- There is also a need to strengthen the role of citizens and the individual dimension in SDG implementation. Fostering individual change requires an improvement of its social acceptability, and therefore to consider the diversity of socio-economic situations and inequalities that can be created or reinforced by measures to accelerate the transition to a low-carbon society. It is therefore necessary initially to clarify this diversity of situations and, based on typical profiles determined according to different socio-demographic criteria, to anticipate the inequalities that could be faced by citizens who would engage in the transition. Based on these typical profiles, individual transition prospective scenarios should be developed to enable everyone to plan for a successful life in 2030, and to evaluate their own potential for action. Association 4D, through its Our Life 21 tool, which describes individual prospective stories developed on the basis of internationally agreed targets and scientific scenarios, is a pioneer in this area. The comparison of the prospective stories of the energy transition undertaken by 16 typical families shows that there is a transitory risk of aggravating inequalities among individuals in terms of energy consumption and GHG emissions by 2030, which in turn could widen socio-economic inequalities in the event of an increase in energy prices due to the introduction of a carbon tax. By developing this tool in the framework of SDG implementation, Association 4D aims to highlight the diversity of individual transition trajectories, identifying the capacity for action of each one, and also the obstacles to individual change (socio-economic and territorial inequalities), and the public policies needed to catalyse citizen transition towards sustainable development.
- Finally, it is necessary to support the transition of the most vulnerable by establishing compensation instruments within climate change public policies. The social acceptability of the energy transition, and in particular the ecological taxation around which the social unrest in France has crystallised today, faces two main pitfalls. Firstly, most of the revenue from this tax is allocated to the general state budget, although research has shown that acceptability increases if ecological tax revenues are dedicated to the transition (Hourcade and Combet 2017, Sénit 2012). In 2018, for example, only 560 million euros out of the 4 billion euros of revenue generated by the carbon tax were allocated to the energy check, a compensation mechanism designed to help the poorest households. While the budget allocated to the energy check should reach 740 million euros in 2019, this increase remains too low to both compensate energy inflation (+20% in 2018 for gas, +1.7% for electricity) and help the most vulnerable to sustainably escape from energy poverty. Secondly, the increase in ecological taxation was carried out in a generally unfair fiscal context, marked by a decline in the purchasing power of the poorest following an increase in indirect taxes and decrease of family benefits, a major tax giveaway to the wealthiest (elimination of the wealth tax, decrease in corporate tax), who are sometimes also the most polluting, and the exemption of some very carbon-intensive sectors (aviation and sea transport, for example). While the government focuses its efforts on the reduction of public spending, it seems unlikely that the resources allocated to the energy transition will be sufficient to improve its social acceptability. For example, the annual renovation of 500,000 homes, an objective that was reaffirmed as part of the new Multiannual Energy Plan (PPE) presented by the government on 27 November, is underfunded. Indeed, the energy transition tax credit, the main tool dedicated to the renovation of private housing, saw its budget halved in the 2019 draft budget law, from 1.6 billion Euros in 2018 to 800 million Euros in 2019. According to I4CE’s 2017 Landscape of Climate Finance, the government should invest an additional 2 billion euros a year to meet the PPE’s energy renovation targets. Another example is the mobility bill, presented on 26 November, which does not challenge the place of the private car in mobility, and leaves aside public transport and the necessary public investments for its development, despite its importance for the reduction of social and territorial inequalities. Here again, the SDGs can be useful: the assessment of the state budget in light of the SDGs would improve the coherence between the means allocated to the various sectoral public policies and the social and environmental values and objectives listed in the 2030 Agenda (solidarity, equality, inclusion through access to basic human rights for all, fight against urban sprawl, etc.).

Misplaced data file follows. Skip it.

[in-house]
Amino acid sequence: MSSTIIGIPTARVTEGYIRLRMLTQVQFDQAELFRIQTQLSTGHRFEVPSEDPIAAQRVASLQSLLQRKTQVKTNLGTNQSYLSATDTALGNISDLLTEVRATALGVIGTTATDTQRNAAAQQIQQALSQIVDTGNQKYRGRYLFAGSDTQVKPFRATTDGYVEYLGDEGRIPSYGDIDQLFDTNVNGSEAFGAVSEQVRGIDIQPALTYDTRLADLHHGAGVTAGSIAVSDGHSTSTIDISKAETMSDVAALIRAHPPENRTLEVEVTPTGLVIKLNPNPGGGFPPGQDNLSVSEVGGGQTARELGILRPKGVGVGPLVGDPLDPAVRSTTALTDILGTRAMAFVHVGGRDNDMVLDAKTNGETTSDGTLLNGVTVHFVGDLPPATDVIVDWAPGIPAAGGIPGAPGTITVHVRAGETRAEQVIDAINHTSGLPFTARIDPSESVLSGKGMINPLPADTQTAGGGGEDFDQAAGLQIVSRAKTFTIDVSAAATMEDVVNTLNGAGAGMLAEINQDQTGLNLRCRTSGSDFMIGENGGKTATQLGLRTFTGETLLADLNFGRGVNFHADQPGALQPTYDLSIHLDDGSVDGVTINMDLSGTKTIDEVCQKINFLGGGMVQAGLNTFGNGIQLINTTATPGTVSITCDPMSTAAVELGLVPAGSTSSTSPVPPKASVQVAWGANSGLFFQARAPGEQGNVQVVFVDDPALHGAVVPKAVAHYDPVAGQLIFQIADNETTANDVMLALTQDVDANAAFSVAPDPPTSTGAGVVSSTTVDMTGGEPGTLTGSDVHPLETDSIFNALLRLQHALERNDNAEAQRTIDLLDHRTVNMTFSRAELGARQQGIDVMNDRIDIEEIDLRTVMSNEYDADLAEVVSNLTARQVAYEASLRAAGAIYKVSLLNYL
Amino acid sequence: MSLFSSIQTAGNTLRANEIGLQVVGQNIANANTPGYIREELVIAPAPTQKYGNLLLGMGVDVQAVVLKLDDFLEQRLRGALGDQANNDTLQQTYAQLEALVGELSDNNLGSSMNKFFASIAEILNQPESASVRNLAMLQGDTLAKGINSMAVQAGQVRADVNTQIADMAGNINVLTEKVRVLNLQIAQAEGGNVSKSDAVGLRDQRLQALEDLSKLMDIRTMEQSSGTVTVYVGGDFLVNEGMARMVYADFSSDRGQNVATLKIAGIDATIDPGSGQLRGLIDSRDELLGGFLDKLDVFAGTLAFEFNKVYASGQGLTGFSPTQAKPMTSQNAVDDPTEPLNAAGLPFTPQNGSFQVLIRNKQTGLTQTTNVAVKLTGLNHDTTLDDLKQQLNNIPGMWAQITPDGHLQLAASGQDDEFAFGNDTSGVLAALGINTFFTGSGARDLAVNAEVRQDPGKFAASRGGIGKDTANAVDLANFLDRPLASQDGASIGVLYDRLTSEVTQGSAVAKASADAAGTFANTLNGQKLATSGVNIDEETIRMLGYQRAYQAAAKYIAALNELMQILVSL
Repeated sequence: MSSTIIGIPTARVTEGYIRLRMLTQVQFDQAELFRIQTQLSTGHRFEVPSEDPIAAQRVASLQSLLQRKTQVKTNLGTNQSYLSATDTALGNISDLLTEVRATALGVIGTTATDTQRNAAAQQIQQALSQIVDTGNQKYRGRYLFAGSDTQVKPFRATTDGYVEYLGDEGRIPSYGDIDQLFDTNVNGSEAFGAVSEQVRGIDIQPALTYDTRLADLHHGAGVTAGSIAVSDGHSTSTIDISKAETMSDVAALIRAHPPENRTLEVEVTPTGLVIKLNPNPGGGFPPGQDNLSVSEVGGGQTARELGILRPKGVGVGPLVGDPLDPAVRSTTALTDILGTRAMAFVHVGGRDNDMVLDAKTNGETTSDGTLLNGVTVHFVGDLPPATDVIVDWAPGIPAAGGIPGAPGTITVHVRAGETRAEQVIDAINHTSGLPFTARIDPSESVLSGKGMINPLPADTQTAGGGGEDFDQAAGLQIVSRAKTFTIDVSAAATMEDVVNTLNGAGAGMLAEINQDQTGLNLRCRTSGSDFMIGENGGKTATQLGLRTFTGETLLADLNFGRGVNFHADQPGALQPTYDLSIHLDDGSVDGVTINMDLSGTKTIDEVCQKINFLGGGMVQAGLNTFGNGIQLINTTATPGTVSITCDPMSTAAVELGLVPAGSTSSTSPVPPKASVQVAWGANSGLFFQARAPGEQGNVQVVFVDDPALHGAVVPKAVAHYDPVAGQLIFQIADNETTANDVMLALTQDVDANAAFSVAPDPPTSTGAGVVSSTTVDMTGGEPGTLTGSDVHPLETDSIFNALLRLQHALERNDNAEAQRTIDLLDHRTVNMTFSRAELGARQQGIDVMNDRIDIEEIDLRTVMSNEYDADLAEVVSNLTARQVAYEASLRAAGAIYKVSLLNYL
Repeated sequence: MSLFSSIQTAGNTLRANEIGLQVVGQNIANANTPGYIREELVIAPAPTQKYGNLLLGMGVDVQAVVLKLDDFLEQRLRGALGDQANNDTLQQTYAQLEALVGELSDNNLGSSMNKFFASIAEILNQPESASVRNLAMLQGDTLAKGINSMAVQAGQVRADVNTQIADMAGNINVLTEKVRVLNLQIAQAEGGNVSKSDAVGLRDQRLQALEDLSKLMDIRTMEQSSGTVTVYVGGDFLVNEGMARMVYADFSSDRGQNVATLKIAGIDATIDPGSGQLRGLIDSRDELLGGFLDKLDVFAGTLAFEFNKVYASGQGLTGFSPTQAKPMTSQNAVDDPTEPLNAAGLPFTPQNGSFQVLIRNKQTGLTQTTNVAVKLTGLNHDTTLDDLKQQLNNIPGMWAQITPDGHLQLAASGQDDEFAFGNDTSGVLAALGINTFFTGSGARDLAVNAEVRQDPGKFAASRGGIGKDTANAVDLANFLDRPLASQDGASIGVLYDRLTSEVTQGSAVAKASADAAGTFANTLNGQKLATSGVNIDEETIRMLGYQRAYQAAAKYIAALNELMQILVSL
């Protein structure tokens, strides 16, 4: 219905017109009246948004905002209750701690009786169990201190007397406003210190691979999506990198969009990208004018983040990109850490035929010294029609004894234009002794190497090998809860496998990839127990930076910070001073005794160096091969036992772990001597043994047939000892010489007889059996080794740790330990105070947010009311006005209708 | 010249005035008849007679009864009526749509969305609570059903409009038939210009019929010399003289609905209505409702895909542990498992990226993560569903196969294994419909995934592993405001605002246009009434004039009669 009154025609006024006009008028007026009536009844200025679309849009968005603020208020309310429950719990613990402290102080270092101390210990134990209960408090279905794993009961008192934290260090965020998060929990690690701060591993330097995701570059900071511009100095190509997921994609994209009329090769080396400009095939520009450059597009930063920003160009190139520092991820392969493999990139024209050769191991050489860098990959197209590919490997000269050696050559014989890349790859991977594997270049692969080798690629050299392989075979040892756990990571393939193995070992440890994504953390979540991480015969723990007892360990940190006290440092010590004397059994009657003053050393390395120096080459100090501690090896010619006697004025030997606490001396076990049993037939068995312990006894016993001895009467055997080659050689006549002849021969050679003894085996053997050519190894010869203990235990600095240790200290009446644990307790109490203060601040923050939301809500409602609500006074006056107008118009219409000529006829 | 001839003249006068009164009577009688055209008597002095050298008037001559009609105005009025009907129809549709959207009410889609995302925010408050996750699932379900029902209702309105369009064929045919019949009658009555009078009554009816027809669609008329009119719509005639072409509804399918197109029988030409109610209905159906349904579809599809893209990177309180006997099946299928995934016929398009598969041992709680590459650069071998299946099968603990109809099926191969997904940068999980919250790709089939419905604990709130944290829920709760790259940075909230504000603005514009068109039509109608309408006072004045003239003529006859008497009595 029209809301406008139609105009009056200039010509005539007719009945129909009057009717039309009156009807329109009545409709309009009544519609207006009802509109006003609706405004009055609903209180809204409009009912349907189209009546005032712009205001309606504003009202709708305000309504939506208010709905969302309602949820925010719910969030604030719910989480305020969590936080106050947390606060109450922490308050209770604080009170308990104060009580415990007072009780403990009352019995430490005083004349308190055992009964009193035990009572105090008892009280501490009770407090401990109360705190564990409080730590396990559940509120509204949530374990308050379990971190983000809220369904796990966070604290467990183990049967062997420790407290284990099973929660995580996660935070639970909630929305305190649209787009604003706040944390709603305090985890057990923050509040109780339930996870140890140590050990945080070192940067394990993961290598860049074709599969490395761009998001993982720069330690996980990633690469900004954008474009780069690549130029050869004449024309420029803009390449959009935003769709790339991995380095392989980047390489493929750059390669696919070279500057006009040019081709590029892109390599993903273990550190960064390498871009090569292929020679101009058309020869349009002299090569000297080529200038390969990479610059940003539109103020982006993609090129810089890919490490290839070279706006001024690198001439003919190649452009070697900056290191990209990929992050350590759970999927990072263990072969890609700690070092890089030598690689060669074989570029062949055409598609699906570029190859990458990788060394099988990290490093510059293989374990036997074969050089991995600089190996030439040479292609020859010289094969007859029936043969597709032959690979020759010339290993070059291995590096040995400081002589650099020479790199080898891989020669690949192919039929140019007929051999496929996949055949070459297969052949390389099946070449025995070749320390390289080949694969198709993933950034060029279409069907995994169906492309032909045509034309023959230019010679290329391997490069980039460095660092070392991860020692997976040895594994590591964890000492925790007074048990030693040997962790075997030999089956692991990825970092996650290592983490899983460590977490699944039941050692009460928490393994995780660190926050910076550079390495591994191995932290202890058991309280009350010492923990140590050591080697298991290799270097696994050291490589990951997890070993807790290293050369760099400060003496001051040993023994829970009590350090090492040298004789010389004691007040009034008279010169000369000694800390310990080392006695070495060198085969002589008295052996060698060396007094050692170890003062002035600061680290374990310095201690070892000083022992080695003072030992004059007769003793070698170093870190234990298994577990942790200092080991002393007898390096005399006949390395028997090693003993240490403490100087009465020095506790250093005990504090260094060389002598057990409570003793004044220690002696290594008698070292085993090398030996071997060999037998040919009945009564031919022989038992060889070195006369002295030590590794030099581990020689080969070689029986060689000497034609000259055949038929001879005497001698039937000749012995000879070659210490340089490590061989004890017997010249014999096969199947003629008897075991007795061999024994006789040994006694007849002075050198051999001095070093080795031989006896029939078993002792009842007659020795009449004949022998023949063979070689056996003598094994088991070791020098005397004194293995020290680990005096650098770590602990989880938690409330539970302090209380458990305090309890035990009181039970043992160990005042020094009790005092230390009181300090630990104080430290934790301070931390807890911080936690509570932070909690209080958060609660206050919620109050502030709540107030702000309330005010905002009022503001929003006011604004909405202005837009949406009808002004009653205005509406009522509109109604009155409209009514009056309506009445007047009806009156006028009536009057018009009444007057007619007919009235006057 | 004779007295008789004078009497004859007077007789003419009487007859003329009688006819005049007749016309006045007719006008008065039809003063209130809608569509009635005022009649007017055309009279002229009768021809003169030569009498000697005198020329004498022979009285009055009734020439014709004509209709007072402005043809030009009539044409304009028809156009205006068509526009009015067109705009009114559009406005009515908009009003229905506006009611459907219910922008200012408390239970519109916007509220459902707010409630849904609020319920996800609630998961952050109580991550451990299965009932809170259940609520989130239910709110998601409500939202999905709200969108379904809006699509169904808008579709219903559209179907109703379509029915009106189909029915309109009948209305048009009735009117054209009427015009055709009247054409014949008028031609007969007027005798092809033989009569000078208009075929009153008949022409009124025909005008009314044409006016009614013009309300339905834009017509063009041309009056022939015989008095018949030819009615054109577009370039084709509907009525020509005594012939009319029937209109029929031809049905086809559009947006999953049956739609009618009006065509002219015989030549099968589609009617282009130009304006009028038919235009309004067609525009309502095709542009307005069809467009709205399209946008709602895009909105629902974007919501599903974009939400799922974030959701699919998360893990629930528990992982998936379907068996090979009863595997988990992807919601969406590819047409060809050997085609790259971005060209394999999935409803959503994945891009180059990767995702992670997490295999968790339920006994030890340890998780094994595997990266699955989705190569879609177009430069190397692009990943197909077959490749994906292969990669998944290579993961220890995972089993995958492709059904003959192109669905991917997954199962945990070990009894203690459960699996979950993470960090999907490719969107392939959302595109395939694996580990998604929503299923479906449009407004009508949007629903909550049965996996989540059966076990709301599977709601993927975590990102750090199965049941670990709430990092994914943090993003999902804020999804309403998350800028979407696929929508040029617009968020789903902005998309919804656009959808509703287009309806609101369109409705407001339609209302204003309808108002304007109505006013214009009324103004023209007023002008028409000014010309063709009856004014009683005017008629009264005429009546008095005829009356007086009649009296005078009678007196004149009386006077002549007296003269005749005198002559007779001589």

The current protests of the Yellow Vests do not reflect a rejection of engaging in the energy transition and the fight against climate change, but rather a rejection of injustice. We have provided four avenues that could potentially enable the SDGs to become the glue that holds a future social-ecological pact together.
 These include: employment rate, research effort, indebtedness, healthy life expectancy, life satisfaction, income inequality, poor living conditions, early exit from school system, carbon footprint, and land take.
 Target 8.1 thus aims to “sustain per capita economic growth in accordance with national circumstances and, in particular, at least 7% per annum GDP growth in the least developed countries”.
 For example: family situation (couple with or without children/single with or without children), geographical location (rural/peri-urban/urban; mountain/plains/coast), main transport mode (private car/public transport/soft mobility), type of housing (collective/individual; old/new), income level, socio-economic category.
 In particular, scenarios from the IPCC and from the Deep Decarbonisation Pathways Project developed by IDDRI.
 See also Chancel & Piketty (2015). Carbon and inequality: from Kyoto to Paris. Paris School of Economics, Working Paper.
 See for example the OpEd by Lucas Chancel in Libération.
 See the IDDRI study on integrating the SDGs into national budget processes.